The hippocampus has been demonstrated to be involved in various processes of cognition. The first and most widely researched area concerns memory, spatial memory in particular. Spatial memory was found to have many sub-regions in the hippocampus, such as the dentate gyrus (DG) in the dorsal hippocampus, the left hippocampus, and the parahippocampal region. The dorsal hippocampus was found to be an important component for the generation of new neurons, called adult-born granules (GC), in adolescence and adulthood. These new neurons contribute to pattern separation in spatial memory, increasing the firing in cell networks, and overall causing stronger memory formations. While the dorsal hippocampus is involved in spatial memory formation, the left hippocampus is a participant in the recall of these spatial memories. Eichenbaum and his team found, when studying the hippocampal lesions in rats, that the left hippocampus is “critical for effectively combining the ‘what, ‘when,’ and ‘where’ qualities of each experience to compose the retrieved memory.” This makes the left hippocampus a key component in the retrieval of spatial memory. However, Spreng found that the left hippocampus is, in fact, a general concentrated region for binding together bits and pieces of memory composed not only by the hippocampus, but also by other areas of the brain to be recalled at a later time. Eichenbaum’s research in 2007 also demonstrates that the parahippocampal area of the hippocampus is another specialized region for the retrieval of memories just like the left hippocampus.



The hippocampus, over the decades, has also been found to have a huge impact in learning. CurlikShors examined the effects of neurogenesis in the hippocampus and its effects on learning. This researcher and his team employed many different types of mental and physical training on their subjects, and found that the hippocampus is highly responsive to these latter tasks. Thus, they discovered an upsurge of new neurons and neural circuits in the hippocampus as a result of the training, causing an overall improvement in the learning of the task. This neurogenesis contributes to the creation of adult-born granules cells (GC), cells also described by Eichenbaum in his own research on neurogenesis and its contributions to learning. The creation of these cells exhibited “enhanced excitability” in the dentate gyrus (DG) of the dorsal hippocampus, impacting the hippocampus and its contribution to the learning process.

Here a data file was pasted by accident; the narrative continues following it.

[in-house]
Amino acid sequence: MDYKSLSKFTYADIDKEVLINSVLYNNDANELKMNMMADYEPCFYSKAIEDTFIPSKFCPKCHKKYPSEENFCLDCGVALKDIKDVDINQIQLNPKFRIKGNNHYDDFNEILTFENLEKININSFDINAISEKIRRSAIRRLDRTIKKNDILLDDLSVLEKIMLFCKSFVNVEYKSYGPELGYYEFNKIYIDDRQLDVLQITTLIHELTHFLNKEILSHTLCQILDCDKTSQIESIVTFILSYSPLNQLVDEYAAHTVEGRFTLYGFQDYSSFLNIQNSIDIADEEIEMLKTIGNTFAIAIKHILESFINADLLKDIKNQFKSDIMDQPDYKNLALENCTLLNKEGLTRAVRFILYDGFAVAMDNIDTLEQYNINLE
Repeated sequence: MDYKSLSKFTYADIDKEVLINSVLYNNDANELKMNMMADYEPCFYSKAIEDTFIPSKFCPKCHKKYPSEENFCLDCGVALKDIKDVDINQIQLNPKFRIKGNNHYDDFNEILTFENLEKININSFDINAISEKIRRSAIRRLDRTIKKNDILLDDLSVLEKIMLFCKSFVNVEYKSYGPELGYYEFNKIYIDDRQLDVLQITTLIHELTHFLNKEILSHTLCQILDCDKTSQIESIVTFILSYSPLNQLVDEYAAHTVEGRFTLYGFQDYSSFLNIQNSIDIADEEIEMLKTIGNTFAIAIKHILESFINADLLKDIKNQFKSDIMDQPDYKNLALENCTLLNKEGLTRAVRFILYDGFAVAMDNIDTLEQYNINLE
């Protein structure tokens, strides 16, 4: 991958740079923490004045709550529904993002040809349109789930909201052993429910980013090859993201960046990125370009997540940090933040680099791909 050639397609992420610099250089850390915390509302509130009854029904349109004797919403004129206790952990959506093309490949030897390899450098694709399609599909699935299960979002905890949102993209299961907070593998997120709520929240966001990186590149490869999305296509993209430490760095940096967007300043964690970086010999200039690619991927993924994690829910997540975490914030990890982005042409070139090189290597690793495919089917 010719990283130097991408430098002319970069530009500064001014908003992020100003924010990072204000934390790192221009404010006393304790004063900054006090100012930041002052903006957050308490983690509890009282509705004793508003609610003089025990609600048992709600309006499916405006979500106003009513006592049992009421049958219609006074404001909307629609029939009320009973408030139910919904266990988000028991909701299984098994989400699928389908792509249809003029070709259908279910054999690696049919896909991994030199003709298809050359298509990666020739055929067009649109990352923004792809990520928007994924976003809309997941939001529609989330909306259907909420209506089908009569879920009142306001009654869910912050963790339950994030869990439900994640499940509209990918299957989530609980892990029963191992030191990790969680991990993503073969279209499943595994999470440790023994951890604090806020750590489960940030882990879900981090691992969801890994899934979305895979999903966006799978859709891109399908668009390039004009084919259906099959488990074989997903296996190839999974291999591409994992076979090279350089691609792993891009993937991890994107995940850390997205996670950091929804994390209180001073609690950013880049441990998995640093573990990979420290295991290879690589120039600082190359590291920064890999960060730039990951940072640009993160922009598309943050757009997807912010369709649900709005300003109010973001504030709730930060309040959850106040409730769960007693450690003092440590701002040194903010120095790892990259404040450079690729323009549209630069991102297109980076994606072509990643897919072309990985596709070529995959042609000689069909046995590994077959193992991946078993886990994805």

Hippocampus damage

Damage relayed to the hippocampal region of the brain has reported vast effects on overall cognitive functioning, particularly memory such as spatial memory. As previously mentioned, spatial memory is a cognitive function greatly intertwined with the hippocampus. While damage to the hippocampus may be a result of a brain injury or other injuries of that sort, researchers particularly investigated the effects that high emotional arousal and certain types of drugs had on the recall ability in this specific memory type. In particular, in a study performed by Parkard, rats were given the task of correctly making their way through a maze. In the first condition, rats were stressed by shock or restraint which caused a high emotional arousal. When completing the maze task, these rats had an impaired effect on their hippocampal-dependent memory when compared to the control group,. Then, in a second condition, a group of rats were injected with anxiogenic drugs. Like the former these results reported similar outcomes, in that hippocampal-memory was also impaired. Studies such as these reinforce the impact that the hippocampus has on memory processing, in particular the recall function of spatial memory. Furthermore, impairment to the hippocampus can occur from prolonged exposure to stress hormones such as Glucocorticoids (GCs), which target the hippocampus and cause disruption in explicit memory.